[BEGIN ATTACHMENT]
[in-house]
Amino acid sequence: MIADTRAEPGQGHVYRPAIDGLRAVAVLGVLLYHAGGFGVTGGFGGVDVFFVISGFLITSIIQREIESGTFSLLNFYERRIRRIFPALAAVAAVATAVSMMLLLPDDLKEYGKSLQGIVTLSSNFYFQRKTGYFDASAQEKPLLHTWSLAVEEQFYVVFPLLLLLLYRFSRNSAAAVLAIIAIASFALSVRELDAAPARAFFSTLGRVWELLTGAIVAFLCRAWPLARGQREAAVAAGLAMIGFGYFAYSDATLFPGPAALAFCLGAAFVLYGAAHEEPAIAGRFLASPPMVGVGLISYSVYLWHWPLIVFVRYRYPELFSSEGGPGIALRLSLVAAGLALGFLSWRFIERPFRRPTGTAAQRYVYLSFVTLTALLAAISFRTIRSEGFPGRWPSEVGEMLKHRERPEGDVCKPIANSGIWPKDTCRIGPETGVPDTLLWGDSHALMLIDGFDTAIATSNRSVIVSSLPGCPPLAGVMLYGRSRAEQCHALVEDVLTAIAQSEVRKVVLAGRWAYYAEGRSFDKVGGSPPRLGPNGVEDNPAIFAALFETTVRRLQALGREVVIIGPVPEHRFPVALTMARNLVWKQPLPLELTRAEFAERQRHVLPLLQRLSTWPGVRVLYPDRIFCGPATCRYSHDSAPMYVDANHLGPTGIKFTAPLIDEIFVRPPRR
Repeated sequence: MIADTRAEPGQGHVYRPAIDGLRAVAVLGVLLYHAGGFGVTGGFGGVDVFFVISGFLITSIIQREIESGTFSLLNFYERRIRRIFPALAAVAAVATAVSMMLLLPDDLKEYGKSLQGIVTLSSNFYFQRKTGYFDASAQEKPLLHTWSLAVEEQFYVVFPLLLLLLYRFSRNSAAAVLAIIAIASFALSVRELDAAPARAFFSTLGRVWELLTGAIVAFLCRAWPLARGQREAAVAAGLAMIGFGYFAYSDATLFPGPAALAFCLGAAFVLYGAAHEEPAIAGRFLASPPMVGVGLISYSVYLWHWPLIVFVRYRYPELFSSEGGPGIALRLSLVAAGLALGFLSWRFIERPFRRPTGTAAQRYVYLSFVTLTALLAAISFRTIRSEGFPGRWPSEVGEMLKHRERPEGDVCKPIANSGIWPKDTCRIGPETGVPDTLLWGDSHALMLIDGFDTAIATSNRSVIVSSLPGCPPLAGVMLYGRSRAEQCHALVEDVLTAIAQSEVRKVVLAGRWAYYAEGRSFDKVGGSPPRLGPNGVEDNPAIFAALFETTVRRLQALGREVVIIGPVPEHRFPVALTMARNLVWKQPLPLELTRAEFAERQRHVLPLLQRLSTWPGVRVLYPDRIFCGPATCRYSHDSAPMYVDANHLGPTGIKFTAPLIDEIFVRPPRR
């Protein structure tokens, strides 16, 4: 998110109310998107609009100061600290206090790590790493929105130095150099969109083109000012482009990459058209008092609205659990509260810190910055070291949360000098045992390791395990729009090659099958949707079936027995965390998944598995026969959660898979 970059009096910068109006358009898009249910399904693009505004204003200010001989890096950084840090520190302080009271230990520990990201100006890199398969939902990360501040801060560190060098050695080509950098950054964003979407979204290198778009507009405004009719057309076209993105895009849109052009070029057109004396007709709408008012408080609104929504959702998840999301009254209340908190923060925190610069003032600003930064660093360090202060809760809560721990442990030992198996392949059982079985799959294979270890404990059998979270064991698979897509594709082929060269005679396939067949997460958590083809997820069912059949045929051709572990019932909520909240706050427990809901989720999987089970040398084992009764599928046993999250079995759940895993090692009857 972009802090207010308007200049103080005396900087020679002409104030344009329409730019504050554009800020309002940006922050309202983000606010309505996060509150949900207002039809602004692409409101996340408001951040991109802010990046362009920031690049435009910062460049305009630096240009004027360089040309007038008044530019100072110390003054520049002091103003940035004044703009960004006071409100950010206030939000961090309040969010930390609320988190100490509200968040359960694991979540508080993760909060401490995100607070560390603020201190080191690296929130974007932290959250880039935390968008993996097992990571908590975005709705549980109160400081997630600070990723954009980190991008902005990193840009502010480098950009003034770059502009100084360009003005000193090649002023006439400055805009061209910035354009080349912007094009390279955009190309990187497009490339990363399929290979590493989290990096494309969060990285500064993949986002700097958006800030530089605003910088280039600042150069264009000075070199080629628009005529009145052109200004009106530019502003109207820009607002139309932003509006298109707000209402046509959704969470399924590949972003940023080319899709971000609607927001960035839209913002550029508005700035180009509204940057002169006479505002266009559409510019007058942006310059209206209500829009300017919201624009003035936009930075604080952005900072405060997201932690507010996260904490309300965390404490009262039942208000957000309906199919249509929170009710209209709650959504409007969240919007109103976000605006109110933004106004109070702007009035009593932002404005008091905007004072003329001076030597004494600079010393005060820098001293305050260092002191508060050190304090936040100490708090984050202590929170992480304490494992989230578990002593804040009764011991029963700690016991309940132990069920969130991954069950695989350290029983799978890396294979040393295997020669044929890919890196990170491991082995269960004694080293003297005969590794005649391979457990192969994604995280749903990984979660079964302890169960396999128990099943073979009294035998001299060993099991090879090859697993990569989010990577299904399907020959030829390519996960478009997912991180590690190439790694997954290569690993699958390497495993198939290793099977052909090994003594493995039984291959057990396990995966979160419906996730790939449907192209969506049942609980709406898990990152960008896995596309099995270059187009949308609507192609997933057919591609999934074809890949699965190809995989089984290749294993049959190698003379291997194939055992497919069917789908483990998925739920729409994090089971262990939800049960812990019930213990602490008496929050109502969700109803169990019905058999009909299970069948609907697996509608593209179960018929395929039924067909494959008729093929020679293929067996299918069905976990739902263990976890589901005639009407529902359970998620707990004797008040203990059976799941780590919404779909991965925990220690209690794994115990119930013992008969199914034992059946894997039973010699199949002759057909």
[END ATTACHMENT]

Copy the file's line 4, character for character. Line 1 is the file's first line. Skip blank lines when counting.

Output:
């Protein structure tokens, strides 16, 4: 998110109310998107609009100061600290206090790590790493929105130095150099969109083109000012482009990459058209008092609205659990509260810190910055070291949360000098045992390791395990729009090659099958949707079936027995965390998944598995026969959660898979 970059009096910068109006358009898009249910399904693009505004204003200010001989890096950084840090520190302080009271230990520990990201100006890199398969939902990360501040801060560190060098050695080509950098950054964003979407979204290198778009507009405004009719057309076209993105895009849109052009070029057109004396007709709408008012408080609104929504959702998840999301009254209340908190923060925190610069003032600003930064660093360090202060809760809560721990442990030992198996392949059982079985799959294979270890404990059998979270064991698979897509594709082929060269005679396939067949997460958590083809997820069912059949045929051709572990019932909520909240706050427990809901989720999987089970040398084992009764599928046993999250079995759940895993090692009857 972009802090207010308007200049103080005396900087020679002409104030344009329409730019504050554009800020309002940006922050309202983000606010309505996060509150949900207002039809602004692409409101996340408001951040991109802010990046362009920031690049435009910062460049305009630096240009004027360089040309007038008044530019100072110390003054520049002091103003940035004044703009960004006071409100950010206030939000961090309040969010930390609320988190100490509200968040359960694991979540508080993760909060401490995100607070560390603020201190080191690296929130974007932290959250880039935390968008993996097992990571908590975005709705549980109160400081997630600070990723954009980190991008902005990193840009502010480098950009003034770059502009100084360009003005000193090649002023006439400055805009061209910035354009080349912007094009390279955009190309990187497009490339990363399929290979590493989290990096494309969060990285500064993949986002700097958006800030530089605003910088280039600042150069264009000075070199080629628009005529009145052109200004009106530019502003109207820009607002139309932003509006298109707000209402046509959704969470399924590949972003940023080319899709971000609607927001960035839209913002550029508005700035180009509204940057002169006479505002266009559409510019007058942006310059209206209500829009300017919201624009003035936009930075604080952005900072405060997201932690507010996260904490309300965390404490009262039942208000957000309906199919249509929170009710209209709650959504409007969240919007109103976000605006109110933004106004109070702007009035009593932002404005008091905007004072003329001076030597004494600079010393005060820098001293305050260092002191508060050190304090936040100490708090984050202590929170992480304490494992989230578990002593804040009764011991029963700690016991309940132990069920969130991954069950695989350290029983799978890396294979040393295997020669044929890919890196990170491991082995269960004694080293003297005969590794005649391979457990192969994604995280749903990984979660079964302890169960396999128990099943073979009294035998001299060993099991090879090859697993990569989010990577299904399907020959030829390519996960478009997912991180590690190439790694997954290569690993699958390497495993198939290793099977052909090994003594493995039984291959057990396990995966979160419906996730790939449907192209969506049942609980709406898990990152960008896995596309099995270059187009949308609507192609997933057919591609999934074809890949699965190809995989089984290749294993049959190698003379291997194939055992497919069917789908483990998925739920729409994090089971262990939800049960812990019930213990602490008496929050109502969700109803169990019905058999009909299970069948609907697996509608593209179960018929395929039924067909494959008729093929020679293929067996299918069905976990739902263990976890589901005639009407529902359970998620707990004797008040203990059976799941780590919404779909991965925990220690209690794994115990119930013992008969199914034992059946894997039973010699199949002759057909």